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Users of aluminium registered another downturn in operating conditions

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Christian Fernsby |
aluminium
World   This signalled a deterioration in business conditions for the seventh month

Global users of aluminium registered another downturn in operating conditions during April, albeit one that was subdued compared to the start of the year.

New orders declined at a sharper rate, countering a slower fall in output.

The seasonally adjusted Global Aluminium Users Purchasing Managers Index (PMI) slipped fractionally from 49.3 in March down to 49.2 in April.

This signalled a deterioration in business conditions for the seventh month running, albeit one that was much softer than seen earlier this year.

Production at aluminium users fell further in April.

However, the rate of decline was marginal and the softest for six months.

This was driven milder drops in output at Asian and European users.

At the same time though, US aluminium users reported the first contraction in output since July 2017.

According to anecdotal reports, this was related to subdued demand growth and oversupplied customer markets.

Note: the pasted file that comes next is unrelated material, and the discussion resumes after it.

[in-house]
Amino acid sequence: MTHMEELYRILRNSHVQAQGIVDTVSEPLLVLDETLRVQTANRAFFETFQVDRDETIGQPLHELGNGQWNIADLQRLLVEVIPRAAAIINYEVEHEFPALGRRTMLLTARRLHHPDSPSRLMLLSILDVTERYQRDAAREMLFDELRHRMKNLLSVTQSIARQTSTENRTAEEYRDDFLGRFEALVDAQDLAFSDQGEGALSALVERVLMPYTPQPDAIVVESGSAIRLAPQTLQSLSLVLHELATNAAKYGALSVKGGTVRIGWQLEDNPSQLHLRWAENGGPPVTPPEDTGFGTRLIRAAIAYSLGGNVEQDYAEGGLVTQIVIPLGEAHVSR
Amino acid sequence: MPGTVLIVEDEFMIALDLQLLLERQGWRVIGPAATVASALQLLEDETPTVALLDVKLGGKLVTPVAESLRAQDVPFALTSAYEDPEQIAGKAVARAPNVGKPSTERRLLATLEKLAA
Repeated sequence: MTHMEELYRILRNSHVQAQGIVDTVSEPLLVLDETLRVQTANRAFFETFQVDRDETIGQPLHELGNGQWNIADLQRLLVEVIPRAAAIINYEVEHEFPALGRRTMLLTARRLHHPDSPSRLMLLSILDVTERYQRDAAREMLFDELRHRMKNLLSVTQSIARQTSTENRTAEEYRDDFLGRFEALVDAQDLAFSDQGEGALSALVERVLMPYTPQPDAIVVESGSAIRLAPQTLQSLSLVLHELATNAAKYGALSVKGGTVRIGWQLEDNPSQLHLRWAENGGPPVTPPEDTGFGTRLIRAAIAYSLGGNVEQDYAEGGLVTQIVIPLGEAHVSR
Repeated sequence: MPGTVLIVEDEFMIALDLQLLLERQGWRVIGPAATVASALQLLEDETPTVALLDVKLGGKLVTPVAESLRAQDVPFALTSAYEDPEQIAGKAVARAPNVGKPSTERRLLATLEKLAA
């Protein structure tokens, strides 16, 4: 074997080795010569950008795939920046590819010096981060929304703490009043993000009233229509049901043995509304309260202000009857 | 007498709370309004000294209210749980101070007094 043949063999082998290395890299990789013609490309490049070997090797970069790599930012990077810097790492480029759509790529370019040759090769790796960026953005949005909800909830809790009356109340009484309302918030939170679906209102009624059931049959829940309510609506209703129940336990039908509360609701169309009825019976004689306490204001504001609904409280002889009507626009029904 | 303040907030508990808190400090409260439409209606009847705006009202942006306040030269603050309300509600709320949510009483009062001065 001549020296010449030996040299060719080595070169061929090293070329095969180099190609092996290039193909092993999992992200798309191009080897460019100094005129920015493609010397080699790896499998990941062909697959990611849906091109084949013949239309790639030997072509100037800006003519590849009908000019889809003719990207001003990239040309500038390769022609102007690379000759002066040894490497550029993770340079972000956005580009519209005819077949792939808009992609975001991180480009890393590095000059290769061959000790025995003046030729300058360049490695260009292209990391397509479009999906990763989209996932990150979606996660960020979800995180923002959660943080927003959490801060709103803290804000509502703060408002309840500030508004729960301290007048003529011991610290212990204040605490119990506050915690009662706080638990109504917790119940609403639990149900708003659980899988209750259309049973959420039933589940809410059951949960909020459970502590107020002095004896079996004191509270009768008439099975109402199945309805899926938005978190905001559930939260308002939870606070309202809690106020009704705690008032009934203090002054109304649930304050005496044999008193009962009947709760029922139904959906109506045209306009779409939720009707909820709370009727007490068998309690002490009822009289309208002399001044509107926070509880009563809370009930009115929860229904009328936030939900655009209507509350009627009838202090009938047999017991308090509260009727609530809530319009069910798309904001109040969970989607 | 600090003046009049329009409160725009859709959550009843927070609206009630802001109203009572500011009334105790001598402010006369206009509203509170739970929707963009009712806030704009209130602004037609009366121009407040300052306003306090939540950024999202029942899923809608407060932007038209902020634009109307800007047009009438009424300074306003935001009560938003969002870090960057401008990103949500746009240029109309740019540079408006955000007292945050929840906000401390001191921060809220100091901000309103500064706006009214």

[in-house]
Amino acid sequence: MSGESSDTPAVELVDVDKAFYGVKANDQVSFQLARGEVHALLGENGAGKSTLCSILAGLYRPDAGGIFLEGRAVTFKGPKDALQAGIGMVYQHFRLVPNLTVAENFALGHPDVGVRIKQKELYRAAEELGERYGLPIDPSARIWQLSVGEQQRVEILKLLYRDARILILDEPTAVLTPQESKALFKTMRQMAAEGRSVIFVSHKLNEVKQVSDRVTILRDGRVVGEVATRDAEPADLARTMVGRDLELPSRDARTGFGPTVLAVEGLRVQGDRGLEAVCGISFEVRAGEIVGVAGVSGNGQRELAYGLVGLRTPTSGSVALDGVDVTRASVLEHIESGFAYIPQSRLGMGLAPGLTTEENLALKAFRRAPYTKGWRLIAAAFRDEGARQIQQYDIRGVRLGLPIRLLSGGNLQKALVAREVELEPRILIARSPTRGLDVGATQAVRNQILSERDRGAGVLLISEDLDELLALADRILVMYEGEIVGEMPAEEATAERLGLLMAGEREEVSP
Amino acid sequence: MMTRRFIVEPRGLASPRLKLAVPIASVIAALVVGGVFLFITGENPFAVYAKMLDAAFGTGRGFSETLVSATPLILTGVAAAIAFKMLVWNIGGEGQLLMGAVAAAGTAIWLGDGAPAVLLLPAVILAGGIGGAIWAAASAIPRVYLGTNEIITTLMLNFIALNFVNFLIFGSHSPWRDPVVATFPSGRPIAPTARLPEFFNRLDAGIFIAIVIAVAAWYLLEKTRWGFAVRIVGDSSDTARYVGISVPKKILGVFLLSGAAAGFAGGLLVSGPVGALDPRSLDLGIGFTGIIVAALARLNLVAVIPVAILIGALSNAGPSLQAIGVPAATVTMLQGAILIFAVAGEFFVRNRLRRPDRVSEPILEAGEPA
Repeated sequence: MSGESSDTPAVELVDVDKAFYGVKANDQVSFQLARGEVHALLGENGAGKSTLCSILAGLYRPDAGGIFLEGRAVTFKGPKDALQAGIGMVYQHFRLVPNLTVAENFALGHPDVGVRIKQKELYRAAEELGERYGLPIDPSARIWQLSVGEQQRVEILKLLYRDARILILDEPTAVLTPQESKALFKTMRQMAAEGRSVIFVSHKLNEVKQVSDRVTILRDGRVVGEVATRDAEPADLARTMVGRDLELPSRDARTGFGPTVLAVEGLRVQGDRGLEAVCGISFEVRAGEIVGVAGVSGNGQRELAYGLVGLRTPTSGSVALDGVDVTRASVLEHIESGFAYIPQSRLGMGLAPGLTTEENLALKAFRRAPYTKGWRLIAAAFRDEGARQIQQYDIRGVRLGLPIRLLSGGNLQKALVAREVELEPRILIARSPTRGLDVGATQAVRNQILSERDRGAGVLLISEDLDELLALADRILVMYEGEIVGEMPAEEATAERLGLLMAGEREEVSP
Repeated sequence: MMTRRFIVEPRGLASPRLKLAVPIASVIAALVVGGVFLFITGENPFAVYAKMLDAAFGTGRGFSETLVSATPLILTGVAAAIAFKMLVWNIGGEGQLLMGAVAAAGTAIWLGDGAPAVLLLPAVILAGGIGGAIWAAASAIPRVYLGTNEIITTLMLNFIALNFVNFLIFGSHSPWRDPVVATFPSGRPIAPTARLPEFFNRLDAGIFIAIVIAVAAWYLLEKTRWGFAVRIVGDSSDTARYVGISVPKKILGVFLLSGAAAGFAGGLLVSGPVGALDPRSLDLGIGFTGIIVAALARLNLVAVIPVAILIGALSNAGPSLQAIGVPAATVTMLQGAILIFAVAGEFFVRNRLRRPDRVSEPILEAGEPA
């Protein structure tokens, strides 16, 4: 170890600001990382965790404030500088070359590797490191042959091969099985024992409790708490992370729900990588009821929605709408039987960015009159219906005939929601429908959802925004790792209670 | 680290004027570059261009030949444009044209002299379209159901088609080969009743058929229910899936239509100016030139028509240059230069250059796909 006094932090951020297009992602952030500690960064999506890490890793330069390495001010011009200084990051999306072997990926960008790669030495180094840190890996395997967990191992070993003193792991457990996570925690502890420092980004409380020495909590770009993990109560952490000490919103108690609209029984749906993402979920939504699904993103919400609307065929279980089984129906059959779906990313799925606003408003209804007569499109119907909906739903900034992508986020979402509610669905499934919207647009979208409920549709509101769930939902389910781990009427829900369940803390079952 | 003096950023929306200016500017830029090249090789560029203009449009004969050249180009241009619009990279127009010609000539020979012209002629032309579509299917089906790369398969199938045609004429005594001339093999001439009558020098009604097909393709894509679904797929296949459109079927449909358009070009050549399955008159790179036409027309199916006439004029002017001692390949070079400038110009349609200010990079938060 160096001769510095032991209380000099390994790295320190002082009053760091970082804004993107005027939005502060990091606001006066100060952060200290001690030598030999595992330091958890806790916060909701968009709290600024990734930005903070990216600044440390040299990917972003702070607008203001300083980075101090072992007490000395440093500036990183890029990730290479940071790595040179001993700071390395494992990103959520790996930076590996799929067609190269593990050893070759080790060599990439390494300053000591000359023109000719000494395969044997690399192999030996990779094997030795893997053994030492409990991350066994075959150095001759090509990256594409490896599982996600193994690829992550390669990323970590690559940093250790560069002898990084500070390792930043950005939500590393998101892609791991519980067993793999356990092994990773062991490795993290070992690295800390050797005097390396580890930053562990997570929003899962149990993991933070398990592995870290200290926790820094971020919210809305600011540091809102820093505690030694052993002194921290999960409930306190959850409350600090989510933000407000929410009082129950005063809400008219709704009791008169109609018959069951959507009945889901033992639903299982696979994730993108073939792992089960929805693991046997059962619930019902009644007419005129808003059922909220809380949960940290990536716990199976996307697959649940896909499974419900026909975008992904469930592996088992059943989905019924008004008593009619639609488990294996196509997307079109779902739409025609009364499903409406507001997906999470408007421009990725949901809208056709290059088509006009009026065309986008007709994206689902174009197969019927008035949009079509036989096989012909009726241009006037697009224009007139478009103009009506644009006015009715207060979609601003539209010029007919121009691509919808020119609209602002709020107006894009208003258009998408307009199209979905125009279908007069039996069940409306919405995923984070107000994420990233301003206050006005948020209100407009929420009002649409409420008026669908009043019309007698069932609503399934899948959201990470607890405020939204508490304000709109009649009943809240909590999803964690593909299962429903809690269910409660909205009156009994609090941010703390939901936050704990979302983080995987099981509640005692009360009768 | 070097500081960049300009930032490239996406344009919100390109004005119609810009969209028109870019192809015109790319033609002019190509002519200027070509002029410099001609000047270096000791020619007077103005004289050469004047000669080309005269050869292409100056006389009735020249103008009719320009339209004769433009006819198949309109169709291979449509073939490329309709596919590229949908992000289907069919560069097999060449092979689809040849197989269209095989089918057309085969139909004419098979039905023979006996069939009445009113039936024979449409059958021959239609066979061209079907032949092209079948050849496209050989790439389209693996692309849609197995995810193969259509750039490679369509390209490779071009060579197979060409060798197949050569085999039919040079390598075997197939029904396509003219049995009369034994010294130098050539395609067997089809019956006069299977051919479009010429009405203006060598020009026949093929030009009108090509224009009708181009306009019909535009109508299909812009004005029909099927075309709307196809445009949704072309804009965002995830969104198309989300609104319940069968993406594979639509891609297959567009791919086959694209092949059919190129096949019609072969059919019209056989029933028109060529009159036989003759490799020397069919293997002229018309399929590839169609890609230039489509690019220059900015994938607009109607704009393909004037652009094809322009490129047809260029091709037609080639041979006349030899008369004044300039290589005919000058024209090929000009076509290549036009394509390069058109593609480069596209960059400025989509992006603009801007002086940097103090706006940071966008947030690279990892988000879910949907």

By comparison, new orders at global aluminium users declined at a faster rate during April.

The pace of decrease remained modest though and softer than the average for the first quarter.

New work from abroad also fell at a sharper rate than in the previous month.

Regionally, demand at Asian and European users remained in contraction territory, with panellists partly attributing this to a sustained decline in new orders from the car industry.

Demand growth at US users meanwhile slowed to only a marginal rate.

Global aluminium users continued to report a fall in purchases in April, with latest data indicating a modest drop.

At the same time, stocks of purchases decreased at the least marked rate for seven months.

The employment sub-index noted another marginal fall in workforce numbers, marking the eighth successive monthly decline in jobs.

Nevertheless, weak levels of demand meant that firms were still able to reduce backlogs.

Companies using aluminium were led to reduce output prices in April for the first time in 32 months.

Hampered by low demand, many survey respondents lowered charges in order to attract new customers.

That said, firms were helped cooler inflationary pressure on input costs.

The rate of inflation dipped to the secondlowest in over three years, due to softer price increases for US and European users.


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